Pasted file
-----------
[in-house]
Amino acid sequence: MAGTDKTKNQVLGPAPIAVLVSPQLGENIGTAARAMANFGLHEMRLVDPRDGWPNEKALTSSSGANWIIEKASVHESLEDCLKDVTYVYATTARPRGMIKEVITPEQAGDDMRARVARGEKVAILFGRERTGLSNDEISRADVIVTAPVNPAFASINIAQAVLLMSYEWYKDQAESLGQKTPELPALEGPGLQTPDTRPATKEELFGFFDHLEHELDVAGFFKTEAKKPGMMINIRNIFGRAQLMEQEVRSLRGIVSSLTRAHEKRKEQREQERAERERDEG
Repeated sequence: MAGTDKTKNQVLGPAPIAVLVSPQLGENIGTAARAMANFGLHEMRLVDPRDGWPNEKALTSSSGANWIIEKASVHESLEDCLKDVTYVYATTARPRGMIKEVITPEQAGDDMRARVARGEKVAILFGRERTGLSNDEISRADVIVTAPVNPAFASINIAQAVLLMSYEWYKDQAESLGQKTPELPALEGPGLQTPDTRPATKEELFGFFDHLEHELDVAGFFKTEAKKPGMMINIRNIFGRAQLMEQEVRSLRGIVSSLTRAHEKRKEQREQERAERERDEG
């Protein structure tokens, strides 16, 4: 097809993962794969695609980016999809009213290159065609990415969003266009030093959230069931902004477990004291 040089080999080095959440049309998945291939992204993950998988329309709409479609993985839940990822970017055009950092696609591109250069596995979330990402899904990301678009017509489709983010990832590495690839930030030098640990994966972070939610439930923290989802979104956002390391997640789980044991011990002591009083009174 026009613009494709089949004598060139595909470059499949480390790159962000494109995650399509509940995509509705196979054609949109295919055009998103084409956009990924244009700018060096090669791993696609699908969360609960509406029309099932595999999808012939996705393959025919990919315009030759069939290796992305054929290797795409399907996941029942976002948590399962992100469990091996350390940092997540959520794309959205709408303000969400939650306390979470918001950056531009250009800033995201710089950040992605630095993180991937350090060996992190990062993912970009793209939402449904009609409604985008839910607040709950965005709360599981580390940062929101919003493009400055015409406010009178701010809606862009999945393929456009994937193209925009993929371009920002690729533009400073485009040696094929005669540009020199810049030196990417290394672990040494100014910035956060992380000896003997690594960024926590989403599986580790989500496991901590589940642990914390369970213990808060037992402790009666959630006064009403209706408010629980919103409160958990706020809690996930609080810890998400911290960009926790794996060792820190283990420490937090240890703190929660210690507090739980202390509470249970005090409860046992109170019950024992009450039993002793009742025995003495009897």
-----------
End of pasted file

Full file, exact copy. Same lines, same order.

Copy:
[in-house]
Amino acid sequence: MAGTDKTKNQVLGPAPIAVLVSPQLGENIGTAARAMANFGLHEMRLVDPRDGWPNEKALTSSSGANWIIEKASVHESLEDCLKDVTYVYATTARPRGMIKEVITPEQAGDDMRARVARGEKVAILFGRERTGLSNDEISRADVIVTAPVNPAFASINIAQAVLLMSYEWYKDQAESLGQKTPELPALEGPGLQTPDTRPATKEELFGFFDHLEHELDVAGFFKTEAKKPGMMINIRNIFGRAQLMEQEVRSLRGIVSSLTRAHEKRKEQREQERAERERDEG
Repeated sequence: MAGTDKTKNQVLGPAPIAVLVSPQLGENIGTAARAMANFGLHEMRLVDPRDGWPNEKALTSSSGANWIIEKASVHESLEDCLKDVTYVYATTARPRGMIKEVITPEQAGDDMRARVARGEKVAILFGRERTGLSNDEISRADVIVTAPVNPAFASINIAQAVLLMSYEWYKDQAESLGQKTPELPALEGPGLQTPDTRPATKEELFGFFDHLEHELDVAGFFKTEAKKPGMMINIRNIFGRAQLMEQEVRSLRGIVSSLTRAHEKRKEQREQERAERERDEG
């Protein structure tokens, strides 16, 4: 097809993962794969695609980016999809009213290159065609990415969003266009030093959230069931902004477990004291 040089080999080095959440049309998945291939992204993950998988329309709409479609993985839940990822970017055009950092696609591109250069596995979330990402899904990301678009017509489709983010990832590495690839930030030098640990994966972070939610439930923290989802979104956002390391997640789980044991011990002591009083009174 026009613009494709089949004598060139595909470059499949480390790159962000494109995650399509509940995509509705196979054609949109295919055009998103084409956009990924244009700018060096090669791993696609699908969360609960509406029309099932595999999808012939996705393959025919990919315009030759069939290796992305054929290797795409399907996941029942976002948590399962992100469990091996350390940092997540959520794309959205709408303000969400939650306390979470918001950056531009250009800033995201710089950040992605630095993180991937350090060996992190990062993912970009793209939402449904009609409604985008839910607040709950965005709360599981580390940062929101919003493009400055015409406010009178701010809606862009999945393929456009994937193209925009993929371009920002690729533009400073485009040696094929005669540009020199810049030196990417290394672990040494100014910035956060992380000896003997690594960024926590989403599986580790989500496991901590589940642990914390369970213990808060037992402790009666959630006064009403209706408010629980919103409160958990706020809690996930609080810890998400911290960009926790794996060792820190283990420490937090240890703190929660210690507090739980202390509470249970005090409860046992109170019950024992009450039993002793009742025995003495009897």